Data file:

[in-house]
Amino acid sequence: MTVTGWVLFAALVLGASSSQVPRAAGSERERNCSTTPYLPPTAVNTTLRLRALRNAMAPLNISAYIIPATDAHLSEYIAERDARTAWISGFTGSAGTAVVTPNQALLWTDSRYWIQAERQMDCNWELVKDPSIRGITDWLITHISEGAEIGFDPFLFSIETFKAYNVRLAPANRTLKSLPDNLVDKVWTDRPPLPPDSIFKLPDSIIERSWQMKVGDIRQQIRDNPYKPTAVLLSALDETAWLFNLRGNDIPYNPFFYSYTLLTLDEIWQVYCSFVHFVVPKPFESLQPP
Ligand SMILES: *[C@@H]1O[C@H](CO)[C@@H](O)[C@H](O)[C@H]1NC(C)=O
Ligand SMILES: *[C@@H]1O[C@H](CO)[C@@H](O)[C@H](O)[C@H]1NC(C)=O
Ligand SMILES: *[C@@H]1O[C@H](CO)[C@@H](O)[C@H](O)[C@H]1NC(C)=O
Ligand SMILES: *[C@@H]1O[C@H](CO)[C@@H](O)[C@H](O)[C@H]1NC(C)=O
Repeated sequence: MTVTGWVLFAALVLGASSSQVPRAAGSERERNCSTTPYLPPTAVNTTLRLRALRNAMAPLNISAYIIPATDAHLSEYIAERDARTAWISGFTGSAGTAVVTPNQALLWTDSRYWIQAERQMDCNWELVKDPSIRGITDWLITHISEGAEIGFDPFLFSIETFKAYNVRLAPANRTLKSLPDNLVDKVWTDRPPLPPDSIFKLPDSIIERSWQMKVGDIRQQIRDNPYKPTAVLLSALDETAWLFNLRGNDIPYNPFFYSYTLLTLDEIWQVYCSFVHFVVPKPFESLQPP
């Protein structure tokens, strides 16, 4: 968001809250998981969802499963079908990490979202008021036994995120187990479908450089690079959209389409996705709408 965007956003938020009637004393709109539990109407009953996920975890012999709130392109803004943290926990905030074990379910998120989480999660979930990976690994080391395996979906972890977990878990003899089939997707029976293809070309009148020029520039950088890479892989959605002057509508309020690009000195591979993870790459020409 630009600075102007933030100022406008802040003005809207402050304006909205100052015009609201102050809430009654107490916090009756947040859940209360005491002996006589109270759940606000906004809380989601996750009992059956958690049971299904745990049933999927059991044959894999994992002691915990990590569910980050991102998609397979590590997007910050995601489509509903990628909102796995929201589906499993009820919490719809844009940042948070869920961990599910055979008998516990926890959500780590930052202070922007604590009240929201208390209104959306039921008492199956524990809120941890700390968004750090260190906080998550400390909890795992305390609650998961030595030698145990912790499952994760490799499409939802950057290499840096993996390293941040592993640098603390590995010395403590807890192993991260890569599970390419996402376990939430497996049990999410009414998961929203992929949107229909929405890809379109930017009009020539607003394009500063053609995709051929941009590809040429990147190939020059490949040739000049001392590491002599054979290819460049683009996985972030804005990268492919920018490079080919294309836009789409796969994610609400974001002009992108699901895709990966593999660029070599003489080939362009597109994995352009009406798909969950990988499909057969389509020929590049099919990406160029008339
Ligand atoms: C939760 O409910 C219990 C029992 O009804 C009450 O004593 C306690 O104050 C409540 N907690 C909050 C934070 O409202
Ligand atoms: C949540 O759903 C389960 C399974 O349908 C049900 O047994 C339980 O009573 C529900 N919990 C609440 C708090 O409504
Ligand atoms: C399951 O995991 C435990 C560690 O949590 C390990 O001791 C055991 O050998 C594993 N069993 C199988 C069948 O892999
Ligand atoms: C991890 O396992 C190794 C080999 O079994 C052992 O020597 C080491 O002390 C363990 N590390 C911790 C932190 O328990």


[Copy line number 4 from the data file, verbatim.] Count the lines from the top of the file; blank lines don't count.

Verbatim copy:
Ligand SMILES: *[C@@H]1O[C@H](CO)[C@@H](O)[C@H](O)[C@H]1NC(C)=O